At our Dance Teacher Summit this August, you’ll learn countless valuable lessons from our Summit ambassadors, movement classes and business seminars. Kim DelGrosso (DT, April 2012) spoke to Dance Teacher about how studio owners can generate alternative income for their business.
Co-owner, Center Stage Performing Arts Studio
Dance Teacher: Studio owners often need to look beyond tuition and costume purchases to support their businesses. What are the most unique ways you’ve found to bring in additional revenue to your studio?
Kim DelGrosso: We’ve had a creative year! Of course we rent to different dance groups in the area, but there are so many more ways you can be making money. I have a performing arts preschool and kindergarten that rent from me and a bunch of boutiques that set up in our studios. We’ve rented to colleges, we’ve had fencing classes here—any type of meeting or class that needs a big room, we try to get them to come to us. I make sure everyone in town knows my studio’s available for auditions—Disney has held a few auditions here. We also bought some good-quality chairs that people can set up for meetings, and it’s proven to be a good investment.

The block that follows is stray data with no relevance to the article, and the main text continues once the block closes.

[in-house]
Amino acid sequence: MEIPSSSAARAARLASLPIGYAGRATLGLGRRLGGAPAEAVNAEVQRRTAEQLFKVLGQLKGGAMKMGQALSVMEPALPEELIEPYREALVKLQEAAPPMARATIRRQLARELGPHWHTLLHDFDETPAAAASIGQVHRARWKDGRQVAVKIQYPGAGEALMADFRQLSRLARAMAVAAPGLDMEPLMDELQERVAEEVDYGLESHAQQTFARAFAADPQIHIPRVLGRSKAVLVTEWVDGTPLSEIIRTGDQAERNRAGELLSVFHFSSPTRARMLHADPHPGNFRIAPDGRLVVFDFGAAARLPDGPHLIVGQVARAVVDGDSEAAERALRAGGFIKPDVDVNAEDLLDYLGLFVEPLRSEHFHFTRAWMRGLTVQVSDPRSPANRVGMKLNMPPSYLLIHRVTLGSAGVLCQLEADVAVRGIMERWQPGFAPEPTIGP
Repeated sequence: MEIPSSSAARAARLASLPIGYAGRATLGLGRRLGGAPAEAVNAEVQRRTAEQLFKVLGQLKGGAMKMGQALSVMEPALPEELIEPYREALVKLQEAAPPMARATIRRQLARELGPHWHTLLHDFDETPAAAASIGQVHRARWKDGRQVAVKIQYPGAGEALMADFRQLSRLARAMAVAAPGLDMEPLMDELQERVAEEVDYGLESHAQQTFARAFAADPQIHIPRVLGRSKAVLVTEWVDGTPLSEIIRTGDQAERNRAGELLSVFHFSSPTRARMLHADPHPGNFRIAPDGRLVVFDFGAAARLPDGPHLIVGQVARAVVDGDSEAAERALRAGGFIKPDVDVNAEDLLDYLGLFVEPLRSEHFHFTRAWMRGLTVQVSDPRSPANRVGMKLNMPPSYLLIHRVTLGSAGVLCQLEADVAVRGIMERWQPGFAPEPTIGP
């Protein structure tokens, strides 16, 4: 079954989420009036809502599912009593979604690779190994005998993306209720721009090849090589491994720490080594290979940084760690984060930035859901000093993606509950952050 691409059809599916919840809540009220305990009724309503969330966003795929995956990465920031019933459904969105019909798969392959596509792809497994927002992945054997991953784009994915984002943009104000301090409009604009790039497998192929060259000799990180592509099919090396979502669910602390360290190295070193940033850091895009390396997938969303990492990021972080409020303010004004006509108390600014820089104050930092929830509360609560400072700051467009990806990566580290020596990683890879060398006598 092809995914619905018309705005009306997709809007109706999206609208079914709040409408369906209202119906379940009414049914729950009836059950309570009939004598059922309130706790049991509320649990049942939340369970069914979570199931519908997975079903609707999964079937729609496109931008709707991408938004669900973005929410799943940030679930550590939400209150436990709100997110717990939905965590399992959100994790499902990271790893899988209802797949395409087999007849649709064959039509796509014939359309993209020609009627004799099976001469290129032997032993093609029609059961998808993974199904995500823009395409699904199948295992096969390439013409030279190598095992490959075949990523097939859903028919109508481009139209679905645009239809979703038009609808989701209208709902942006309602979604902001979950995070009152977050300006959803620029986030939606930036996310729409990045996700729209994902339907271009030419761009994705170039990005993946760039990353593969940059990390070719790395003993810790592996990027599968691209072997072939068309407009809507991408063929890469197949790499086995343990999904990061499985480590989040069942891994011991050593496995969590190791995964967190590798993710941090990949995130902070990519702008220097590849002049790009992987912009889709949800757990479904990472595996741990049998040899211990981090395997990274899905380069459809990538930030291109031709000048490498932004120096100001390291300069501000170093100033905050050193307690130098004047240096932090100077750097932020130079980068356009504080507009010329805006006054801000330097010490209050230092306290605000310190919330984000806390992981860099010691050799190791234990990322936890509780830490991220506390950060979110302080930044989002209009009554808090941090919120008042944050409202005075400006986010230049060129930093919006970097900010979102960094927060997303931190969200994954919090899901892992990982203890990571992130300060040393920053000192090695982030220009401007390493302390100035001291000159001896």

DT: Sounds like you’re open to anything! How can a studio owner who’s never done anything like this get started?
KD: Yes, everything is game! And a large part of it is just doing the work to let people know you’re there. For example, when I opened my first studio, I literally went through the white pages and called every person in town, telling them I was starting a studio and I’d love for them to come. Because of that, we opened with 450 students. If you make yourself known, they will come to you. Call local businesses, go to your chamber of commerce, participate in charities, build good relationships with your town’s newspapers. And don’t forget to use your studio parents for their resources and connections. Networking is where it’s at! —Andrea Marks
Photo courtesy of Kim Delgrosso